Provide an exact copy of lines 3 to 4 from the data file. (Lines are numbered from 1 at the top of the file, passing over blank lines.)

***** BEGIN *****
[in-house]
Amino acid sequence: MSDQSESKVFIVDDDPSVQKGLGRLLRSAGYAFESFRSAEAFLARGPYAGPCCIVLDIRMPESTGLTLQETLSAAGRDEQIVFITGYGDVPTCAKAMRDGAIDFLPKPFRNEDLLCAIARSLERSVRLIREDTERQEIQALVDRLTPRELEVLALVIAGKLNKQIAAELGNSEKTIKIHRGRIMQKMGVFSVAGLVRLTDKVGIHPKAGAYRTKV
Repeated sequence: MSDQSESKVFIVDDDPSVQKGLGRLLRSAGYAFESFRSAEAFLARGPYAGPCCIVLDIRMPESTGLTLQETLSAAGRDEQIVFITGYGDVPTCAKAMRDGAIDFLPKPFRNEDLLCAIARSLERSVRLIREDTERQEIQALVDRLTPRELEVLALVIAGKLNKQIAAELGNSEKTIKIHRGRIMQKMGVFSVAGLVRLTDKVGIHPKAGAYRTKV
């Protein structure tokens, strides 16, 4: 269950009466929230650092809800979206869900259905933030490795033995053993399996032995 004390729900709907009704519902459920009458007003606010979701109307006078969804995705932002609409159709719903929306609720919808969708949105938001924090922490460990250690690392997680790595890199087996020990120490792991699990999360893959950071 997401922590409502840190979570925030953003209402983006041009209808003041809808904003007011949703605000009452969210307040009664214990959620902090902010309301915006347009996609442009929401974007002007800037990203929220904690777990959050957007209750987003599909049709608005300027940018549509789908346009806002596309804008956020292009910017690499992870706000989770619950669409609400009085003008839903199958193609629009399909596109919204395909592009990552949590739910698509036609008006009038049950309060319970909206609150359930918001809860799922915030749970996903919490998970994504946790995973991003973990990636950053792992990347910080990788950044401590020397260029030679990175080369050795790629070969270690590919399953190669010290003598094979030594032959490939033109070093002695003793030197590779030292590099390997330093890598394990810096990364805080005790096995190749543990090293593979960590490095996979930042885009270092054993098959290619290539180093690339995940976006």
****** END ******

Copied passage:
Repeated sequence: MSDQSESKVFIVDDDPSVQKGLGRLLRSAGYAFESFRSAEAFLARGPYAGPCCIVLDIRMPESTGLTLQETLSAAGRDEQIVFITGYGDVPTCAKAMRDGAIDFLPKPFRNEDLLCAIARSLERSVRLIREDTERQEIQALVDRLTPRELEVLALVIAGKLNKQIAAELGNSEKTIKIHRGRIMQKMGVFSVAGLVRLTDKVGIHPKAGAYRTKV
């Protein structure tokens, strides 16, 4: 269950009466929230650092809800979206869900259905933030490795033995053993399996032995 004390729900709907009704519902459920009458007003606010979701109307006078969804995705932002609409159709719903929306609720919808969708949105938001924090922490460990250690690392997680790595890199087996020990120490792991699990999360893959950071 997401922590409502840190979570925030953003209402983006041009209808003041809808904003007011949703605000009452969210307040009664214990959620902090902010309301915006347009996609442009929401974007002007800037990203929220904690777990959050957007209750987003599909049709608005300027940018549509789908346009806002596309804008956020292009910017690499992870706000989770619950669409609400009085003008839903199958193609629009399909596109919204395909592009990552949590739910698509036609008006009038049950309060319970909206609150359930918001809860799922915030749970996903919490998970994504946790995973991003973990990636950053792992990347910080990788950044401590020397260029030679990175080369050795790629070969270690590919399953190669010290003598094979030594032959490939033109070093002695003793030197590779030292590099390997330093890598394990810096990364805080005790096995190749543990090293593979960590490095996979930042885009270092054993098959290619290539180093690339995940976006």